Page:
Compulsive sexual behavior is commonly referred to as "sex addiction," but in actuality science does not identify intense sexual compulsion to be a true addiction. Using MRIs, researchers from Cambridge University have shown that the brain activity of men with compulsive sexual behavior mirrors that of individuals struggling with drug addiction. Although the study is small, it may bring sex addiction one step closer to medical acceptance.
Brains React Similar To Drug Addicts
For the study, 38 volunteers were asked to look at images of sports and images of pornography while an MRI took scans of their brains. According to a recent press release regarding the research, half of the individuals were male patients who reported to be afflicted with compulsive sexual behavior. The remaining half did not experience this problem.
Researchers found that three brain areas of volunteers with compulsive sexual behavior reacted more significantly towards the pornographic images, while the brains of the healthy volunteers did not. What’s most intriguing is that these three areas of the brain—the ventral striatum, dorsal anterior cingulate, and amygdala— have also been found to be activated in drug addicts when presented with drug stimuli. The researchers also observed that although the participants expressed high levels of sexual desire while viewing the pornographic videos, they explained how the videos did not necessarily give them much enjoyment. This reaction is also similar in drug addicts.
Does Not Prove Addiction Just Yet
While the study does seem to suggest compelling evidence for the official classification of sexual addiction, lead author of the study, Valarie Voon, told Medical Daily that “this study is only one piece of the puzzle.” Voon explained that proving that a behavior is an addiction requires “more studies about the frequency, how it is related to other addictions, following the disorder in the long term and other imaging and cognitive studies.” Voon added that it was important to note that her findings, although interesting, “could not be used to diagnose the condition.”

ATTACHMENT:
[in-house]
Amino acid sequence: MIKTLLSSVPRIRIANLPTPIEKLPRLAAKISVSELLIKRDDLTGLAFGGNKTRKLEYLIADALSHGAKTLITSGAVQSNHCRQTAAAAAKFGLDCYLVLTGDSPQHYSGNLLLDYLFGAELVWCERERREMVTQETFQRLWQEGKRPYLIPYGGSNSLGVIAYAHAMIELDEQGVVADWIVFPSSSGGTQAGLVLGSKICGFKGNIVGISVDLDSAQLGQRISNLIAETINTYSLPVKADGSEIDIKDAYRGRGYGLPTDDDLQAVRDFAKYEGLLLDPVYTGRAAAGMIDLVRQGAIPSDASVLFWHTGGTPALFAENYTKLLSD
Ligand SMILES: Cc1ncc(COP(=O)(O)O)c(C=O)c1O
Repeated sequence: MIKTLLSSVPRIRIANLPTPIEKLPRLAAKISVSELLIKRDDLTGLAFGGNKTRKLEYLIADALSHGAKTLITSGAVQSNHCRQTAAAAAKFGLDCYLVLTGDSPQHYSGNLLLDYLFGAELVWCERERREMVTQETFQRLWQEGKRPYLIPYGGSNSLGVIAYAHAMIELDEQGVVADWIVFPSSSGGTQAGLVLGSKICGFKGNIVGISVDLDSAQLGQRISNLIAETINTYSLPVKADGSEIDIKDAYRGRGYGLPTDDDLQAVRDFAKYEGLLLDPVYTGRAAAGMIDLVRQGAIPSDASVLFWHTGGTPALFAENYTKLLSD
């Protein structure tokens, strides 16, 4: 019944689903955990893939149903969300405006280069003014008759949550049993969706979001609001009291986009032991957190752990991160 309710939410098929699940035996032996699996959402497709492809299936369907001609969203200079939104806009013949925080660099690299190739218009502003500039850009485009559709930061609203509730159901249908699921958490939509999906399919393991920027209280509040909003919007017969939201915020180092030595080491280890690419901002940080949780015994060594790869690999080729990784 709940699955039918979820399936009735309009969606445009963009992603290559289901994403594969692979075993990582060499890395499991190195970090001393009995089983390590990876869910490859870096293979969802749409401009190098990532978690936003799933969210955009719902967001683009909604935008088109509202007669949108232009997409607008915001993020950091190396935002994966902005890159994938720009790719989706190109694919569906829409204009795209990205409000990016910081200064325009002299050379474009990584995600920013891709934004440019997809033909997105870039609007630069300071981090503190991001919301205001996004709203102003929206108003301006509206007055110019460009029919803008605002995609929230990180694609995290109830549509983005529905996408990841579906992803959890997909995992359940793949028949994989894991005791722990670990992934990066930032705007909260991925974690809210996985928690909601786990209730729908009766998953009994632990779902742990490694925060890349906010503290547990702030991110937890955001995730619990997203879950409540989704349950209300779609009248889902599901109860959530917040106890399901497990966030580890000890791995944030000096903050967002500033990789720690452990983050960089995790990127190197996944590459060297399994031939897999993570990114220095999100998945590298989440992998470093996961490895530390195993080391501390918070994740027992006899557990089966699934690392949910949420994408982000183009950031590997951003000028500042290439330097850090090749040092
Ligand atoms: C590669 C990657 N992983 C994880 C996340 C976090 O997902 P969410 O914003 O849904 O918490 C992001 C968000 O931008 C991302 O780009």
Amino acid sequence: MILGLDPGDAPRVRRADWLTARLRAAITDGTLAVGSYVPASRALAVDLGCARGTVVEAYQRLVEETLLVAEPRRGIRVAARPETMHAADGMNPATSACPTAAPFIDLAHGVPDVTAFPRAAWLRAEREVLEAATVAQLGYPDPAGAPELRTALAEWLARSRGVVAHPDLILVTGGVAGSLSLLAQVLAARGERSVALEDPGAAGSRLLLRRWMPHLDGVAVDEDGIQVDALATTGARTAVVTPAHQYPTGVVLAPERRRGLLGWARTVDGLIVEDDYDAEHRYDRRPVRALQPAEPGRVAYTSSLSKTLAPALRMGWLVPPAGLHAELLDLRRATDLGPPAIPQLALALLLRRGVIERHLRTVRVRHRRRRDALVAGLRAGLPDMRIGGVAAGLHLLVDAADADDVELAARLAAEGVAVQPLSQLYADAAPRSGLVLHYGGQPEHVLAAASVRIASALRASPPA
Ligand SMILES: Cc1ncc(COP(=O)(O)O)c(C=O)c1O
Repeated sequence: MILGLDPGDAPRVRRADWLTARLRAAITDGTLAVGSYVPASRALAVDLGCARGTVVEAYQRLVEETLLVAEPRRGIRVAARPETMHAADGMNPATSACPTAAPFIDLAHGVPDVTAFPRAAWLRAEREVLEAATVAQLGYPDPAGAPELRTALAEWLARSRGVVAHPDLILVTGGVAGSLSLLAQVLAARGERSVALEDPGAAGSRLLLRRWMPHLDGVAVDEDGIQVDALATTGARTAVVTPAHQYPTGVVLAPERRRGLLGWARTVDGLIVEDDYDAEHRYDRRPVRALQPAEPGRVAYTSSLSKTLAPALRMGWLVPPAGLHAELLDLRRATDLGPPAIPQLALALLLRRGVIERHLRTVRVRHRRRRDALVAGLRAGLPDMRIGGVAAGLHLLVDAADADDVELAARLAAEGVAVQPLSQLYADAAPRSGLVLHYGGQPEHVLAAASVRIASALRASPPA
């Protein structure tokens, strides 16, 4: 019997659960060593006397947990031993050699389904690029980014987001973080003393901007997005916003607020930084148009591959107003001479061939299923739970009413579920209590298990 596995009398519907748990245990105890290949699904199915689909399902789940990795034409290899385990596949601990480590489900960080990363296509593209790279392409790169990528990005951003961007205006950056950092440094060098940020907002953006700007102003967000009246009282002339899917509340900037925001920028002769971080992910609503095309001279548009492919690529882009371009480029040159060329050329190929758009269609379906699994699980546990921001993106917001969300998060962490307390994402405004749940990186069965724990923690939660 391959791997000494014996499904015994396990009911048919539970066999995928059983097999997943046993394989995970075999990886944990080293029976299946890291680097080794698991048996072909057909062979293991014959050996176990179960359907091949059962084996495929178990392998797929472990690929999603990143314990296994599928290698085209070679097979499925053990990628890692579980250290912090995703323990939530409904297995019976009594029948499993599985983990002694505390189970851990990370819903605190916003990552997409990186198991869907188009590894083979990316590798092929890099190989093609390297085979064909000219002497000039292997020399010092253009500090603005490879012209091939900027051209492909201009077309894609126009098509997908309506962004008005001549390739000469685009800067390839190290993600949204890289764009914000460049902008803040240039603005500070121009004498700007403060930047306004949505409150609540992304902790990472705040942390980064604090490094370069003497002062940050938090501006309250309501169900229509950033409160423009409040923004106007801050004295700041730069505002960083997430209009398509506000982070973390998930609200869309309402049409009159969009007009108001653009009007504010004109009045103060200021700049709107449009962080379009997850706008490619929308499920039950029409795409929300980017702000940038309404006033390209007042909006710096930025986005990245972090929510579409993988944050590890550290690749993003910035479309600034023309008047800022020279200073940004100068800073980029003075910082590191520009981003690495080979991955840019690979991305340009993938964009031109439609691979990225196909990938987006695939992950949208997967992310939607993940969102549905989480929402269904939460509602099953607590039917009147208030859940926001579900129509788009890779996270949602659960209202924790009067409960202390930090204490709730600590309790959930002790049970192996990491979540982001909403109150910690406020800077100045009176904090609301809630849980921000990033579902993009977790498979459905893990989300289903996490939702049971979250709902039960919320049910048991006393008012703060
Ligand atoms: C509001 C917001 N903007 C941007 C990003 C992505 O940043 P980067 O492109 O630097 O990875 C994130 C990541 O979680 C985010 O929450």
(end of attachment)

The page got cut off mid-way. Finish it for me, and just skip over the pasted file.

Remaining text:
Why Do We Need Sexual Addiction To Be Recognized?
Robert Weiss, founder of The Sexual Recovery Institute in Los Angeles, told Medical Daily that without a diagnosis “what you open the door to is moral judgment or misdiagnosis.” He explained how today, when people don’t like your sexual behavior they are say things like “you’re a sex addict, you’re a nympho and these words don’t mean anything.” On the other hand, misdiagnosis is also prevalent because you will have cases where people who have homosexual thoughts, excessive sexual promiscuity, or engage in fetishism wrongly seek treatment for suspected sex addiction.
Should Sex Addiction Be Treated Similarly To Drug Addiction
According to Weiss, sex addiction, like most addictions, is a symptom of an underlying trauma and emotional deficit. Therapy for those afflicted with this condition “is about containment, construction, and helping them find things that are healthy for them,” he said. “We are treating something that we want them to incorporate in healthy ways." While the treatment does incorporate much of the drug addiction methodology, it also borrows a fair amount from tactics used in the treatment of eating disorders. Weiss described being a sex addict as similar to being a gambler. The treatment for sex addiction,though , is more similar to the treatment for someone suffering from bulimia or anorexia.
What About Women?
For practical reasons, the study was limited to only male participants. Voon described the all-male volunteer group as a “limitation of the study.” Inadequate research on female sexual compulsion was also one of the reasons that the addiction failed to meet qualification standards. Weiss hypothesized that if the experiment were to be repeated on females, only a fraction of the participants would display similar brain activity to that observed in the male subjects.
“There are some women who act like men,” Weiss explained, referring to promiscuous sexual activity involving high numbers of partners and sexual objectification. “For other women, their minds are thinking about love, romance, and intimacy. They only pursue these experiences in the hope of a connection.” For this reason Weiss believes that many female brains would not react in similar way, however for now all we can do is speculate.
Source: Voon V, Mole TB, Banca P, et al. Neural Correlates of Sexual Cue Reactivity in Individuals with and without Compulsive Sexual Behaviours. PLOS ONE. 2014